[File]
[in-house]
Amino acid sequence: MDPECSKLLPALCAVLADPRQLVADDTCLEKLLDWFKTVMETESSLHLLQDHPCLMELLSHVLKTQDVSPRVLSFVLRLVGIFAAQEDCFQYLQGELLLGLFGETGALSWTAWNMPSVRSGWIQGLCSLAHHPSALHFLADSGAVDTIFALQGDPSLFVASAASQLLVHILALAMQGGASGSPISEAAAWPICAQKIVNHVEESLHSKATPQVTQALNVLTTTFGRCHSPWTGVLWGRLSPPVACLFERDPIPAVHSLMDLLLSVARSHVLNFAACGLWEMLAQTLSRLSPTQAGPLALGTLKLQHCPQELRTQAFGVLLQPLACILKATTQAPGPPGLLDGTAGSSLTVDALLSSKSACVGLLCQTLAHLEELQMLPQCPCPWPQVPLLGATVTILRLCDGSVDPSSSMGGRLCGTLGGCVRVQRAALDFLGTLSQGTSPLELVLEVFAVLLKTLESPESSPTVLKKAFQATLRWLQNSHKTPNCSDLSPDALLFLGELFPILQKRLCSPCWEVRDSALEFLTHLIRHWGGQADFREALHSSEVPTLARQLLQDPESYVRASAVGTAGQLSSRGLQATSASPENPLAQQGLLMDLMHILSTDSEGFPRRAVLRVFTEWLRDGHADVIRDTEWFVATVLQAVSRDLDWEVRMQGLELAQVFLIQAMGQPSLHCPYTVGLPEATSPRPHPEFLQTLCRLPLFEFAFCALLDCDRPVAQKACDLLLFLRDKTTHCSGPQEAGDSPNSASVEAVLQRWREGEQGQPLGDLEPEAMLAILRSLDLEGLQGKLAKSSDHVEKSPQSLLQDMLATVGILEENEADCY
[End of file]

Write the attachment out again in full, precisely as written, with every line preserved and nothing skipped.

[in-house]
Amino acid sequence: MDPECSKLLPALCAVLADPRQLVADDTCLEKLLDWFKTVMETESSLHLLQDHPCLMELLSHVLKTQDVSPRVLSFVLRLVGIFAAQEDCFQYLQGELLLGLFGETGALSWTAWNMPSVRSGWIQGLCSLAHHPSALHFLADSGAVDTIFALQGDPSLFVASAASQLLVHILALAMQGGASGSPISEAAAWPICAQKIVNHVEESLHSKATPQVTQALNVLTTTFGRCHSPWTGVLWGRLSPPVACLFERDPIPAVHSLMDLLLSVARSHVLNFAACGLWEMLAQTLSRLSPTQAGPLALGTLKLQHCPQELRTQAFGVLLQPLACILKATTQAPGPPGLLDGTAGSSLTVDALLSSKSACVGLLCQTLAHLEELQMLPQCPCPWPQVPLLGATVTILRLCDGSVDPSSSMGGRLCGTLGGCVRVQRAALDFLGTLSQGTSPLELVLEVFAVLLKTLESPESSPTVLKKAFQATLRWLQNSHKTPNCSDLSPDALLFLGELFPILQKRLCSPCWEVRDSALEFLTHLIRHWGGQADFREALHSSEVPTLARQLLQDPESYVRASAVGTAGQLSSRGLQATSASPENPLAQQGLLMDLMHILSTDSEGFPRRAVLRVFTEWLRDGHADVIRDTEWFVATVLQAVSRDLDWEVRMQGLELAQVFLIQAMGQPSLHCPYTVGLPEATSPRPHPEFLQTLCRLPLFEFAFCALLDCDRPVAQKACDLLLFLRDKTTHCSGPQEAGDSPNSASVEAVLQRWREGEQGQPLGDLEPEAMLAILRSLDLEGLQGKLAKSSDHVEKSPQSLLQDMLATVGILEENEADCY